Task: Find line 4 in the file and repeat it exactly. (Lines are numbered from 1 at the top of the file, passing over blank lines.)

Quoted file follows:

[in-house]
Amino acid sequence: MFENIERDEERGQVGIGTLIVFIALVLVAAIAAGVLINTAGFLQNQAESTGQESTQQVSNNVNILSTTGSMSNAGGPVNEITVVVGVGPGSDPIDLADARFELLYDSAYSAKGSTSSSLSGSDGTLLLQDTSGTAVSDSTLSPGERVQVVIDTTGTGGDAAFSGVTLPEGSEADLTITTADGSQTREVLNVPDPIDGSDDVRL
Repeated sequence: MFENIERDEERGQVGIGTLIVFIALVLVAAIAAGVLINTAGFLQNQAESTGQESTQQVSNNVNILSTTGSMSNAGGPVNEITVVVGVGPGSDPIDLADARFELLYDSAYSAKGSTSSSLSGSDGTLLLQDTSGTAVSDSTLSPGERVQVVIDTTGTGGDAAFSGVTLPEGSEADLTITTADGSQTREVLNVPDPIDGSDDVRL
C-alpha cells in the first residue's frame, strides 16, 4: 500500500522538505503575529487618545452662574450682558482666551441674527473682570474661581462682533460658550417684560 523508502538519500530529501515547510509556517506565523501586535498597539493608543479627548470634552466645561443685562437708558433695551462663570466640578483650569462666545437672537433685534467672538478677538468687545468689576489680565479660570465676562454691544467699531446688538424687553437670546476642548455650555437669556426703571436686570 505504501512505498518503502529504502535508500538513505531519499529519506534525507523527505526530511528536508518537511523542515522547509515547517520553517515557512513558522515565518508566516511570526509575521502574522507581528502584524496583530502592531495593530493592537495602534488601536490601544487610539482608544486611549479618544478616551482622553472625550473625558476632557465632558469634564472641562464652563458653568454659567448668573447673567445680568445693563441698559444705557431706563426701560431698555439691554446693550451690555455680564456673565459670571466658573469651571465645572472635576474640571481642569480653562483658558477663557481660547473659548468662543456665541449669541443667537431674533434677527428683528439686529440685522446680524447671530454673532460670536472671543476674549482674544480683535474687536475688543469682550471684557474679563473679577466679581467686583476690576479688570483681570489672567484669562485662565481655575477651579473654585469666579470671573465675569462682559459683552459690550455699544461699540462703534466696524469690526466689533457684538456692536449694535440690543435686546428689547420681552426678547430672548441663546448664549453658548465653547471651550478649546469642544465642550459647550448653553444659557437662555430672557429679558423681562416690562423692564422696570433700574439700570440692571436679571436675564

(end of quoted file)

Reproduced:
C-alpha cells in the first residue's frame, strides 16, 4: 500500500522538505503575529487618545452662574450682558482666551441674527473682570474661581462682533460658550417684560 523508502538519500530529501515547510509556517506565523501586535498597539493608543479627548470634552466645561443685562437708558433695551462663570466640578483650569462666545437672537433685534467672538478677538468687545468689576489680565479660570465676562454691544467699531446688538424687553437670546476642548455650555437669556426703571436686570 505504501512505498518503502529504502535508500538513505531519499529519506534525507523527505526530511528536508518537511523542515522547509515547517520553517515557512513558522515565518508566516511570526509575521502574522507581528502584524496583530502592531495593530493592537495602534488601536490601544487610539482608544486611549479618544478616551482622553472625550473625558476632557465632558469634564472641562464652563458653568454659567448668573447673567445680568445693563441698559444705557431706563426701560431698555439691554446693550451690555455680564456673565459670571466658573469651571465645572472635576474640571481642569480653562483658558477663557481660547473659548468662543456665541449669541443667537431674533434677527428683528439686529440685522446680524447671530454673532460670536472671543476674549482674544480683535474687536475688543469682550471684557474679563473679577466679581467686583476690576479688570483681570489672567484669562485662565481655575477651579473654585469666579470671573465675569462682559459683552459690550455699544461699540462703534466696524469690526466689533457684538456692536449694535440690543435686546428689547420681552426678547430672548441663546448664549453658548465653547471651550478649546469642544465642550459647550448653553444659557437662555430672557429679558423681562416690562423692564422696570433700574439700570440692571436679571436675564